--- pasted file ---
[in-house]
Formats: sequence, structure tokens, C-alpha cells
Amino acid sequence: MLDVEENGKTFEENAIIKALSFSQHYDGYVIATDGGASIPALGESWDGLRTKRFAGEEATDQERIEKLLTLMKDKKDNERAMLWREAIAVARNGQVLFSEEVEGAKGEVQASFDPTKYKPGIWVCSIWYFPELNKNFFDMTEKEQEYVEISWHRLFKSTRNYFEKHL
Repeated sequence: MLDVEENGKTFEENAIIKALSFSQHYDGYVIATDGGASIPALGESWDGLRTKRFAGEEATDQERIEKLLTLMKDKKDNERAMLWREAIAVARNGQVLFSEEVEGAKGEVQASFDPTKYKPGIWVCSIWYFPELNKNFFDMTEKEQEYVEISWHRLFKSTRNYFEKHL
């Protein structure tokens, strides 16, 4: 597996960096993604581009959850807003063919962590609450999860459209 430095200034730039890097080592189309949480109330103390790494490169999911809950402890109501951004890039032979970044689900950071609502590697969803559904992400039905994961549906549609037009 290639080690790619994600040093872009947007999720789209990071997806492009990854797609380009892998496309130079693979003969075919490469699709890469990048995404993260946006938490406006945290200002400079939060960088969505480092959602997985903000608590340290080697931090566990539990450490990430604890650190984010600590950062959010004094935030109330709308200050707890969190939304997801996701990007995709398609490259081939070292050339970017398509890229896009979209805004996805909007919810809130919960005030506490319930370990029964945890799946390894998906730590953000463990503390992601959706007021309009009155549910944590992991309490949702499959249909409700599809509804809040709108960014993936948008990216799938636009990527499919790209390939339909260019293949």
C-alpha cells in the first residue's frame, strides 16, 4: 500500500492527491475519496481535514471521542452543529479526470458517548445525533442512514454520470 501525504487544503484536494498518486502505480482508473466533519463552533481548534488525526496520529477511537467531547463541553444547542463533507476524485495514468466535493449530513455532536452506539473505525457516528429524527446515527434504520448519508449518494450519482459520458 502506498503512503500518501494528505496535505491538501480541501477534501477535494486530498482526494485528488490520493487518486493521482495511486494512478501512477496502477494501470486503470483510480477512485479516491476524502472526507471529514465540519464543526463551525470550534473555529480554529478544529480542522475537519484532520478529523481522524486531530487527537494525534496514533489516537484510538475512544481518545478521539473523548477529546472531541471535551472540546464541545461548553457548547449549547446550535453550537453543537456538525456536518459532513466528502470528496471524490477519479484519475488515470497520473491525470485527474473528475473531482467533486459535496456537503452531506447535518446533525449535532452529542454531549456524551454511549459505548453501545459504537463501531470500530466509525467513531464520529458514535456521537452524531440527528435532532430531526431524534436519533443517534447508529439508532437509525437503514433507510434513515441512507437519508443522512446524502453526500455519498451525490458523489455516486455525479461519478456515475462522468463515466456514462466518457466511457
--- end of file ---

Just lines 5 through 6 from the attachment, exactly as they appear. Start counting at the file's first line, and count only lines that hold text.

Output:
């Protein structure tokens, strides 16, 4: 597996960096993604581009959850807003063919962590609450999860459209 430095200034730039890097080592189309949480109330103390790494490169999911809950402890109501951004890039032979970044689900950071609502590697969803559904992400039905994961549906549609037009 290639080690790619994600040093872009947007999720789209990071997806492009990854797609380009892998496309130079693979003969075919490469699709890469990048995404993260946006938490406006945290200002400079939060960088969505480092959602997985903000608590340290080697931090566990539990450490990430604890650190984010600590950062959010004094935030109330709308200050707890969190939304997801996701990007995709398609490259081939070292050339970017398509890229896009979209805004996805909007919810809130919960005030506490319930370990029964945890799946390894998906730590953000463990503390992601959706007021309009009155549910944590992991309490949702499959249909409700599809509804809040709108960014993936948008990216799938636009990527499919790209390939339909260019293949």
C-alpha cells in the first residue's frame, strides 16, 4: 500500500492527491475519496481535514471521542452543529479526470458517548445525533442512514454520470 501525504487544503484536494498518486502505480482508473466533519463552533481548534488525526496520529477511537467531547463541553444547542463533507476524485495514468466535493449530513455532536452506539473505525457516528429524527446515527434504520448519508449518494450519482459520458 502506498503512503500518501494528505496535505491538501480541501477534501477535494486530498482526494485528488490520493487518486493521482495511486494512478501512477496502477494501470486503470483510480477512485479516491476524502472526507471529514465540519464543526463551525470550534473555529480554529478544529480542522475537519484532520478529523481522524486531530487527537494525534496514533489516537484510538475512544481518545478521539473523548477529546472531541471535551472540546464541545461548553457548547449549547446550535453550537453543537456538525456536518459532513466528502470528496471524490477519479484519475488515470497520473491525470485527474473528475473531482467533486459535496456537503452531506447535518446533525449535532452529542454531549456524551454511549459505548453501545459504537463501531470500530466509525467513531464520529458514535456521537452524531440527528435532532430531526431524534436519533443517534447508529439508532437509525437503514433507510434513515441512507437519508443522512446524502453526500455519498451525490458523489455516486455525479461519478456515475462522468463515466456514462466518457466511457